The advantage of using bioremediation rather than digging up the contaminated soil and placing it elsewhere is that only moderate capital investment is required as the process is low in energy input. In addition, the processes are environmentally safe, do not generate waste and are self-sustaining. In many cases, bioremediation not only offers a permanent solution to the problem, but is also cost effective. Cleaning up existing terrestrial environmental contamination in the United States alone can cost as much as USD 1 trillion. Bioremediation can help reduce the costs of treatment as follows (Ball and Kadali, 2012):

  • • Treating contamination in place: most of the cost associated with traditional cleanup technologies is associated with physically removing and disposing of contaminated soils. Because engineered bioremediation can be carried out in place by delivering nutrients to contaminated soils, it does not incur removal-disposal costs.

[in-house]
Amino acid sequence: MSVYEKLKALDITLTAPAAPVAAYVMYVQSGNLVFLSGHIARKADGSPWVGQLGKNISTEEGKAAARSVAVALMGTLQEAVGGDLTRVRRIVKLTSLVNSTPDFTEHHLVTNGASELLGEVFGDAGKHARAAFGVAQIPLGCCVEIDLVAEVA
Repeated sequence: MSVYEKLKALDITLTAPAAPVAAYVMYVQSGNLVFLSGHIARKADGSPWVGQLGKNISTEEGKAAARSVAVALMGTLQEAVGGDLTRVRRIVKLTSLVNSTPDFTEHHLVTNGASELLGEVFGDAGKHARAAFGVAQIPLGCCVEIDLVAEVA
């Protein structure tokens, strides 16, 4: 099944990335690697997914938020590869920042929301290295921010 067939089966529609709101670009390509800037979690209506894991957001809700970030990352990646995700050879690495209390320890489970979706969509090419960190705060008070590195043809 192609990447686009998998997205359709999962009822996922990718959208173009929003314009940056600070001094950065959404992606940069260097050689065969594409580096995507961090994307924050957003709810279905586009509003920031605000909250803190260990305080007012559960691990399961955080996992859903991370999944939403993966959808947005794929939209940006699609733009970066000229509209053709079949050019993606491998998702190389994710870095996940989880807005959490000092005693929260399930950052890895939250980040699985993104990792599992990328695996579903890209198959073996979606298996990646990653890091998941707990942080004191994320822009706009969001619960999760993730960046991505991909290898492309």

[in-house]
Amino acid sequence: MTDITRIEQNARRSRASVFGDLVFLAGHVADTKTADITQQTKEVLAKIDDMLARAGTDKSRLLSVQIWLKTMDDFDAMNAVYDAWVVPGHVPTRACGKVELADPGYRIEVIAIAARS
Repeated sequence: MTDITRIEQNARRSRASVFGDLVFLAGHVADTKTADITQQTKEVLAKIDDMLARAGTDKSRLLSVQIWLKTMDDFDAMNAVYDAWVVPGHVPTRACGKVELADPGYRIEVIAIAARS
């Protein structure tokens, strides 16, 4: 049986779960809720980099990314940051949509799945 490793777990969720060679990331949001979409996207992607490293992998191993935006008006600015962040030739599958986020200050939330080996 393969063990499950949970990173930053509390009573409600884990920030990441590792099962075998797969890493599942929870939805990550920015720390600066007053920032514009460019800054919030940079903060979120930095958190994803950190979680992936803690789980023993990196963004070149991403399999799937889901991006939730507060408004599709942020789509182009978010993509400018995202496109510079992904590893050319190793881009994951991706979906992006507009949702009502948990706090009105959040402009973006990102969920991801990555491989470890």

• • Harnessing natural processes: at some sites, natural microbial processes can remove or contain contaminants without human intervention. In these cases where intrinsic bioremediation (natural attenuation) is appropriate, substantial cost savings can be realised.
  • • Reducing environmental stress: because bioremediation methods minimise site disturbance compared with conventional cleanup technologies, post-cleanup costs can be substantially reduced.

As a technology, bioremediation has a global application. In the United Kingdom alone it has been estimated that there are some 100 000 sites, which will take between GBP 10 000 million and GBP 20 000 million to clean up. In terms of the nature of the bioremediation process used, this depends greatly on the nature and quantity of the pollution. Nevertheless, bioremediation is an applicable technology for a range of pollutants. Figure 8.3 shows the range of industries that use bioremediation as a technology (Ball, 2007).

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